Allied health students are snapping up jobs' even before graduation' and continuing onto rewarding careers in the health sector as demand for healthcare professionals increases across Australia.
National Job Outlook data by The Department of Employment' Skills' Small and Family Business has estimated that both podiatry and speech pathology will continue to see very strong growth over the next five years.
After graduating with a Bachelor of Podiatry in 2017' CQUniversity graduate Doug Swain has seen his career flourish and has worked his way into his dream role at Central Queensland Hospital and Health Service to assist high-risk podiatry patients.
"Based on the clinical placements I completed through my degree' I received two job offers before graduation. Of these' I chose a private podiatry practice in my hometown of Rockhampton'" Mr Swain said.
"Longer-term I was looking for a career with Queensland Health to assist the high-risk population - this led me to accept different positions over the past three years in the Darling Downs' Wide Bay' Mackay' and now back to Rockhampton for my current role.
"My original time plan was to complete my studies and secure the position I wanted within 10 years' fortunately' I achieved it in nine years!"
Mr Swain believed that his experience in regional areas coupled with hands-on experience at Rockhampton's CQU Health Clinic put him a step ahead of other graduates.
"I deliberately chose placements in regional areas. I found that being a student from CQU earned more self-respect and opportunities as I was able to bring a genuine perspective to the challenges of healthcare in regional settings'" he said.
"Being able to work in the Health Clinic meant I had the chance to treat local people based on the local care environment. This was a great advantage when I moved to regional and rural-based roles."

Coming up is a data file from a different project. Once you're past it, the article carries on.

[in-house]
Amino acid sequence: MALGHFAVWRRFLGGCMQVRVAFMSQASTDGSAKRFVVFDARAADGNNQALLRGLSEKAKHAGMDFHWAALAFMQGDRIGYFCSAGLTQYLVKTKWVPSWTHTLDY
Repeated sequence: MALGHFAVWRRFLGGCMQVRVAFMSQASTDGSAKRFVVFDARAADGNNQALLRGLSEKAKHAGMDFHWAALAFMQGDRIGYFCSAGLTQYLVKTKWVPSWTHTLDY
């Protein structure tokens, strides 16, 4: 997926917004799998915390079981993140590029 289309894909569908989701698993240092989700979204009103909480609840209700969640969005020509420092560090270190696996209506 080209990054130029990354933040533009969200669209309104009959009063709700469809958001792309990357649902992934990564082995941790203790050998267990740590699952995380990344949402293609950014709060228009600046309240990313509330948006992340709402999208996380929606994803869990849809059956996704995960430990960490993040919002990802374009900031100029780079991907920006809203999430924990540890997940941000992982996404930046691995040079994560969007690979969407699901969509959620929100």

CQUniversity Head of Course and Senior Lecturer in Podiatry Malia Ho agreed that the diverse scope of podiatry practice can provide endless opportunities for graduates.
"The job market is changing in response to the COVID-19 pandemic; however' podiatry has great employment prospects with qualified professionals needed to treat to Australia's aging population and increase in chronic conditions such as diabetes'" Dr Ho said.
"Positions in high demand are compounded in regional and rural areas where the demand is even higher' and the supply is very low."
Bachelor of Speech Pathology graduate Jodie Peake followed a similar path with her career taking her from rural Queensland to regional Western Australia.
"I was born and raised in Biloela' approximately 145km from Rockhampton' but my last two placements were allocated to Geraldton in regional Western Australia''" Ms Peake explained.
"Once I completed my studies' I was offered two very amazing job opportunities in Rockhampton' however' after falling in love with WA I decided to turn them down and take a job in Perth at the Autism Association."
After almost one year working to support children and adults on the autism spectrum' Ms Peake has now started a new role at a telehealth company called Spot.
"I thoroughly enjoyed my time at the Association but I felt it was time to move into a generalist caseload role with more speech therapy specific work to broaden my experience'" she said.
"Spot is the leading telehealth speech pathology private practice in Australia that services regional' remote and metropolitan clients.
"I see lots of clients that live in isolated areas such as on cattle stations' who otherwise wouldn't be able to access speech pathology services."
CQUniversity Speech Pathology Head of Course Associate Professor Barbra Zupan explained how podiatry students across Australia have embraced the number and variety of speech pathology opportunities available to new graduates.
"Students are able to choose a job that matches their key interests in the field' but also one that is in a location that is desirable to them' particularly if they want to live and work in a regional or rural area'" she said.
"Awareness of the range of services speech pathologists offer to people of all ages is growing which may lead to an increased need for speech pathology services in future.
"As a profession' we are also continuing to explore innovative assessment and treatment approaches' so it's an exciting time for young people to be entering the profession."
Both Assoc. Prof. Barbra Zupan and Ms Peake advocated for young people with an interest in the health industry to consider a career in speech pathology.
"There is most certainly a high demand for private practice' particularly the disability sector now that NDIS is Australia wide'" Ms Peake said.
"But with a large variety of settings speechies can work in early intervention programs' public schools' hospitals' rehabilitation centres' nursing homes' and federal and state institution - this career can really take you anywhere."